Hit the Ground Running

By Peter Galli  |  Posted 2005-10-28 Print this article Print

Moglen said that a firm end date for the process around GPL 3 will also be announced, and that will be about a year out from the announcement. The plan was also to "hit the ground running," and there would be an opening international conference, followed by regular public meetings around the world in a way that users could understand and access, he said.
GPL 3 aims to address a range of issues facing open-source developers and vendors, including intellectual property licensing and patent concerns, the question of how to deal with software used over a network, and trusted computing.
Read more here about GPL Version 3. Diane Peters, the general counsel for the Open Source Development Labs of Beaverton, Ore., told eWEEK that, from OSDLs perspective, there were two different aspects to the revisions. The first related to substantive changes in rights and obligations that will be modified. "As we all know, the growth and success of open source from a technological and business-model perspective has grown at a race and pace that could not have been anticipated when GPL 2.0 was first adopted," she said in another exclusive interview with eWEEK ahead of OSBC East. "I anticipate those areas as being the ones in which many of the changes will be focused and debate will ensue; issues such as Web services, trusted computing, source code distribution requirements, and patent termination provisions," Peters said. The other aspect, which was equally important, was clarifying the language defining rights and obligations that were not changing substantively, so as to eliminate ambiguities that resulted in uncertainty for businesses and developers. "The challenge will be balancing the need for clarification with the FSFs stated objective of preserving the license as the literary work of Richard Stallman," she said. Asked what role Stallman would play in the process, Moglen said all of his strengths and skills would be fully on view throughout the process, "but he is also a man who wants to get things put before him in a clear, well presented and concentrated way so that he can rule on issues in a fashion that will put the best of what he has to offer the movement in its best light," he said. While there would be some eight people working full-time on the process around GPL 3, there would also be some 60 other people chairing committees and playing major public roles in the discussions, "but they will be outsiders with interests and stakes and concerns. I also expect there will be many thousands of people who want to be heard and they are all important to the process," he said. Companies and other parties who wanted to help hold international meetings would be allowed to do so as hosts, and some resources would be raised as travel money for those members of the community who needed to participate but could not afford their own travel would have the opportunity to do so, Moglen said. "But this is not going to be a sponsored process. We cannot allow that, so the Software Freedom Law Center, acting for the FSF and FSF itself will staff and provide the necessary logistics for this process," he said. Linus Torvalds, the creator of Linux, has told eWEEK that while the GPL is not perfect, and one of his issues has been how verbose it is, "nothing is ever perfect. So while I may have some niggling concerns with the GPL, they are in the details, and, in the end, I actually think that the GPL simply is the best license for the kernel." Check out eWEEK.coms for the latest open-source news, reviews and analysis.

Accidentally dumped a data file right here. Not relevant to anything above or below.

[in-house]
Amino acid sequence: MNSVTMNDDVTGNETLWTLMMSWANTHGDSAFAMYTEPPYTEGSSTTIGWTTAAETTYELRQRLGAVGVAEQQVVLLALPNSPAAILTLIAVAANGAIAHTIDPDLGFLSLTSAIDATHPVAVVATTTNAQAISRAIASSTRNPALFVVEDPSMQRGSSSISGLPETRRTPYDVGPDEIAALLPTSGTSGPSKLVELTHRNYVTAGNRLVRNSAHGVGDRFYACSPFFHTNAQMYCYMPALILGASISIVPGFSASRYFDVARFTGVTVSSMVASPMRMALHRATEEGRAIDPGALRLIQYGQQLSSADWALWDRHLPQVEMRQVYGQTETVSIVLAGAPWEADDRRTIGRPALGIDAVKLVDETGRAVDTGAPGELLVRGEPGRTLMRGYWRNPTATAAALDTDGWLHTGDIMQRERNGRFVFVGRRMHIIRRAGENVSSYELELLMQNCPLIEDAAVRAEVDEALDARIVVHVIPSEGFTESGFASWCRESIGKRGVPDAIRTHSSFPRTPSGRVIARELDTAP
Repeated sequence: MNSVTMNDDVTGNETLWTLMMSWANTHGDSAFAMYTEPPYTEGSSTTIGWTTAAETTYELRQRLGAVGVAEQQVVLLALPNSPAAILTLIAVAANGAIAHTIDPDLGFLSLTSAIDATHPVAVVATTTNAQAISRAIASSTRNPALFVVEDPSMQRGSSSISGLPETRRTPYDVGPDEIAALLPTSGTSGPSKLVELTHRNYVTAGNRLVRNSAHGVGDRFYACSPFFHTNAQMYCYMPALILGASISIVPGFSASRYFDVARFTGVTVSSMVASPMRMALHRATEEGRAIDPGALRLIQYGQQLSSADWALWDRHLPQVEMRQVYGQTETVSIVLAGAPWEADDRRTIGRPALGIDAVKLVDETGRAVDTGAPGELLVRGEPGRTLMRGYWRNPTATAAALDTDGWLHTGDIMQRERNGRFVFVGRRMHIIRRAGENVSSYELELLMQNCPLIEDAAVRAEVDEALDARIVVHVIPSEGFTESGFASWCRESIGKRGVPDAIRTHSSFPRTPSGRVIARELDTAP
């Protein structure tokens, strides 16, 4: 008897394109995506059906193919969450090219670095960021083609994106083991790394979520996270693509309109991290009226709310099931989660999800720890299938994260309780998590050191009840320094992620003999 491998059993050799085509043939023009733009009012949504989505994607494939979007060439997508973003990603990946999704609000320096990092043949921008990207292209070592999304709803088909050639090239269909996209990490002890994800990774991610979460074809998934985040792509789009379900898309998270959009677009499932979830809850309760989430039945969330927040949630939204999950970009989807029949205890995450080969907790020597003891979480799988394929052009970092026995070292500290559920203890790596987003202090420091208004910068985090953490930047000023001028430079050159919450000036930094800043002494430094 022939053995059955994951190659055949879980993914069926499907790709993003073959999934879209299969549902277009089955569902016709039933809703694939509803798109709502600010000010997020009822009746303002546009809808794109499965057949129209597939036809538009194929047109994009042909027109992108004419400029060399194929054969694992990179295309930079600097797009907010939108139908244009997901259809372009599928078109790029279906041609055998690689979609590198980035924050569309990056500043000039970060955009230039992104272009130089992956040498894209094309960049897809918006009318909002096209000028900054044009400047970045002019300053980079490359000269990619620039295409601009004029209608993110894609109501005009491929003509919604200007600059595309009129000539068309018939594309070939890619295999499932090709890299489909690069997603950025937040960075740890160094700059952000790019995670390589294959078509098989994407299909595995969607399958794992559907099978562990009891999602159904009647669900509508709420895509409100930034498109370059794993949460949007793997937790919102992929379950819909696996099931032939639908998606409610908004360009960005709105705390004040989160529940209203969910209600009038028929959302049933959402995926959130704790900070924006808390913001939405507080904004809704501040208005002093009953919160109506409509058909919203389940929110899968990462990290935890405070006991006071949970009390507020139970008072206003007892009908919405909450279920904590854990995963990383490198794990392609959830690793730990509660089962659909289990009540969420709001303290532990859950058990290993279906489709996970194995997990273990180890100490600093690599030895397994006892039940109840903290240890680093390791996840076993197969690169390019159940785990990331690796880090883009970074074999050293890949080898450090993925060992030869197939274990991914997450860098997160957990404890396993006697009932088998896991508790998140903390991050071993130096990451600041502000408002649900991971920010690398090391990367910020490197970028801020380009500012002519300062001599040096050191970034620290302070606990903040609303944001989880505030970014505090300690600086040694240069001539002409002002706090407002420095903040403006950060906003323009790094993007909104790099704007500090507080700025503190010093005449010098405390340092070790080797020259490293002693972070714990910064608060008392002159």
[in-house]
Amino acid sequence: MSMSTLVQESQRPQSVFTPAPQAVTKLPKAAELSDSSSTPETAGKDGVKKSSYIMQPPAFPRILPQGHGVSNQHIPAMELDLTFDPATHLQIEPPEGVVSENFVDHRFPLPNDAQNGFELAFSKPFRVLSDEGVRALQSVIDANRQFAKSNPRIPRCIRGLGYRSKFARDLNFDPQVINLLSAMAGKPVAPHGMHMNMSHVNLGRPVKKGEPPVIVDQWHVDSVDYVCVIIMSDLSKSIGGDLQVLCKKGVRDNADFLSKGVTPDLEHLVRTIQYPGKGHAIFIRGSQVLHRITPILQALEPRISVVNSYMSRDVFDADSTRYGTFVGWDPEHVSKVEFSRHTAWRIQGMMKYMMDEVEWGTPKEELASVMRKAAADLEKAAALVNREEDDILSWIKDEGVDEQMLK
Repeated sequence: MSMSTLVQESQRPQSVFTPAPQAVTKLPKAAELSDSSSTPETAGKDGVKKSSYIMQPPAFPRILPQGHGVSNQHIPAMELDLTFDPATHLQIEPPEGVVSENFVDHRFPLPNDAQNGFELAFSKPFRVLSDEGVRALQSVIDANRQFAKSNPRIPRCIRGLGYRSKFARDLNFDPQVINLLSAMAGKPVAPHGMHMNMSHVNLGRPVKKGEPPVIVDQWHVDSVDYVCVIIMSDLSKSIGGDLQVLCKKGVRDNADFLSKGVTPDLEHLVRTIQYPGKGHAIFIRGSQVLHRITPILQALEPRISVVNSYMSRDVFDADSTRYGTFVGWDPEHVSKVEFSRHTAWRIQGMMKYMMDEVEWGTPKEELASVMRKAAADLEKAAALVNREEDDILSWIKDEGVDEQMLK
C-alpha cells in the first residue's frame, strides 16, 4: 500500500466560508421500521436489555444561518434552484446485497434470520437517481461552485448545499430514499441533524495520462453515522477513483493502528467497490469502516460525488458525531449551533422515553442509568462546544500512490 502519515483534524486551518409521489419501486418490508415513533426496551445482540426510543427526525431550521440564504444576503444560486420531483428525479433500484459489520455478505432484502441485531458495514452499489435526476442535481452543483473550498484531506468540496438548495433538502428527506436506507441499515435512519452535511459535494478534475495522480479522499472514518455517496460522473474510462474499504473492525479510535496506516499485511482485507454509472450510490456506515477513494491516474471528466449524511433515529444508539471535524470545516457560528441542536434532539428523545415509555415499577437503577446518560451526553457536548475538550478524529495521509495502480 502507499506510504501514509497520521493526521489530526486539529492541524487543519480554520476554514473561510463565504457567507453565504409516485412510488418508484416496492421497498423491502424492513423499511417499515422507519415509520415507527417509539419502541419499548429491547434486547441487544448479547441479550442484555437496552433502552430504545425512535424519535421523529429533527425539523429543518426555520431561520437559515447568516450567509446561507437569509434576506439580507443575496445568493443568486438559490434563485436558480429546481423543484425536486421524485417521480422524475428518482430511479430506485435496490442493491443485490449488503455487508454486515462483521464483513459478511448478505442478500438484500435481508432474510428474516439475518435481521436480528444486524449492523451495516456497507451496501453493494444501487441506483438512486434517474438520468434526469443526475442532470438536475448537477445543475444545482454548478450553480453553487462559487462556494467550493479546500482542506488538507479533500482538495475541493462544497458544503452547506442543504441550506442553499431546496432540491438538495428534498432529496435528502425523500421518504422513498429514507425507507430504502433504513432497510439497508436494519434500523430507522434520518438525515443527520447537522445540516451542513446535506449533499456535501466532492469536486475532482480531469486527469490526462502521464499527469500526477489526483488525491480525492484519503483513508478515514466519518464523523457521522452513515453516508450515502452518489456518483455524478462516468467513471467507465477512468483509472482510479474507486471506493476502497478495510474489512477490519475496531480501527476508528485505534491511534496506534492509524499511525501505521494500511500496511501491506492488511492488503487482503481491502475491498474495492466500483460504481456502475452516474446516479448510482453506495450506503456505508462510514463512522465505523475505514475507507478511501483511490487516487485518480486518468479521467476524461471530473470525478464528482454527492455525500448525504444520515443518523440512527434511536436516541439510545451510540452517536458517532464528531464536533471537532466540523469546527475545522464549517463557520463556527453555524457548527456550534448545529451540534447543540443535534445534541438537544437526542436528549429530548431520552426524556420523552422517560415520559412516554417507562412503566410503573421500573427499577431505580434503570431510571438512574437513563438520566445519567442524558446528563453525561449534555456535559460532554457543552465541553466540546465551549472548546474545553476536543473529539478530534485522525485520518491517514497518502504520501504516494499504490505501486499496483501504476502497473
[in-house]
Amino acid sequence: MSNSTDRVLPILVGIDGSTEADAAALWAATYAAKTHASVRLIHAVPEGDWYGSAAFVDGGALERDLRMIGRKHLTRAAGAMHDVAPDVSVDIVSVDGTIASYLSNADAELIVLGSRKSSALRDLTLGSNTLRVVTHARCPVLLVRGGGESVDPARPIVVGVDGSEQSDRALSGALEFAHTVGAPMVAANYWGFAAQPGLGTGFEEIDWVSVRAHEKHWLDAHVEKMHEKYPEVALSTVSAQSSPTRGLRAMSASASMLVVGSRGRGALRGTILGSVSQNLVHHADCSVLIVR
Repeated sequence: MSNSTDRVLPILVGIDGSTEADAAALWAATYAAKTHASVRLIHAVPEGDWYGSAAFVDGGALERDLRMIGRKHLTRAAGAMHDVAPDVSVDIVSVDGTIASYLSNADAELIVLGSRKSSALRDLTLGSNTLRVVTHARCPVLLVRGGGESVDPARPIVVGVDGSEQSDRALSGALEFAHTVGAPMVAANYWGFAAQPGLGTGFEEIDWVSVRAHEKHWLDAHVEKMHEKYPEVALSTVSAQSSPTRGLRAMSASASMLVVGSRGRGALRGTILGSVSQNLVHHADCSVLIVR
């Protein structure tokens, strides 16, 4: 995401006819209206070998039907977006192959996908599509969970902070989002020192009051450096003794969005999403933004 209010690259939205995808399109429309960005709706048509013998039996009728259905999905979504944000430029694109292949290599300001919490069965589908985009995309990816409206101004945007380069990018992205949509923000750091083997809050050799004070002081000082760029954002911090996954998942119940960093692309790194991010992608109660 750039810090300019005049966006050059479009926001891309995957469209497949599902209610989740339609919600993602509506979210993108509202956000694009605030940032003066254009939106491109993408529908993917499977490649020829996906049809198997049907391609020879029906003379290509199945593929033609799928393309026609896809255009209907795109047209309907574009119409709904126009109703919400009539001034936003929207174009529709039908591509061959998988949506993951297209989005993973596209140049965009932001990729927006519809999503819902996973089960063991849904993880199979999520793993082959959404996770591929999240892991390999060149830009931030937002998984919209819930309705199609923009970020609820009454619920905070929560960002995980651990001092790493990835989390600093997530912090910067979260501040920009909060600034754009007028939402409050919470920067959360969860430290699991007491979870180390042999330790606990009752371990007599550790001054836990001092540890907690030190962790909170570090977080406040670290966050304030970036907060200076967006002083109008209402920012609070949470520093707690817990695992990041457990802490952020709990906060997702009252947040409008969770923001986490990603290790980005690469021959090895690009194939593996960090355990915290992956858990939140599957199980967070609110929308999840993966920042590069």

Peter Galli has been a financial/technology reporter for 12 years at leading publications in South Africa, the UK and the US. He has been Investment Editor of South Africa's Business Day Newspaper, the sister publication of the Financial Times of London.

He was also Group Financial Communications Manager for First National Bank, the second largest banking group in South Africa before moving on to become Executive News Editor of Business Report, the largest daily financial newspaper in South Africa, owned by the global Independent Newspapers group.

He was responsible for a national reporting team of 20 based in four bureaus. He also edited and contributed to its weekly technology page, and launched a financial and technology radio service supplying daily news bulletins to the national broadcaster, the South African Broadcasting Corporation, which were then distributed to some 50 radio stations across the country.

He was then transferred to San Francisco as Business Report's U.S. Correspondent to cover Silicon Valley, trade and finance between the US, Europe and emerging markets like South Africa. After serving that role for more than two years, he joined eWeek as a Senior Editor, covering software platforms in August 2000.

He has comprehensively covered Microsoft and its Windows and .Net platforms, as well as the many legal challenges it has faced. He has also focused on Sun Microsystems and its Solaris operating environment, Java and Unix offerings. He covers developments in the open source community, particularly around the Linux kernel and the effects it will have on the enterprise.

He has written extensively about new products for the Linux and Unix platforms, the development of open standards and critically looked at the potential Linux has to offer an alternative operating system and platform to Windows, .Net and Unix-based solutions like Solaris.

His interviews with senior industry executives include Microsoft CEO Steve Ballmer, Linus Torvalds, the original developer of the Linux operating system, Sun CEO Scot McNealy, and Bill Zeitler, a senior vice president at IBM.

For numerous examples of his writing you can search under his name at the eWEEK Website at www.eweek.com.


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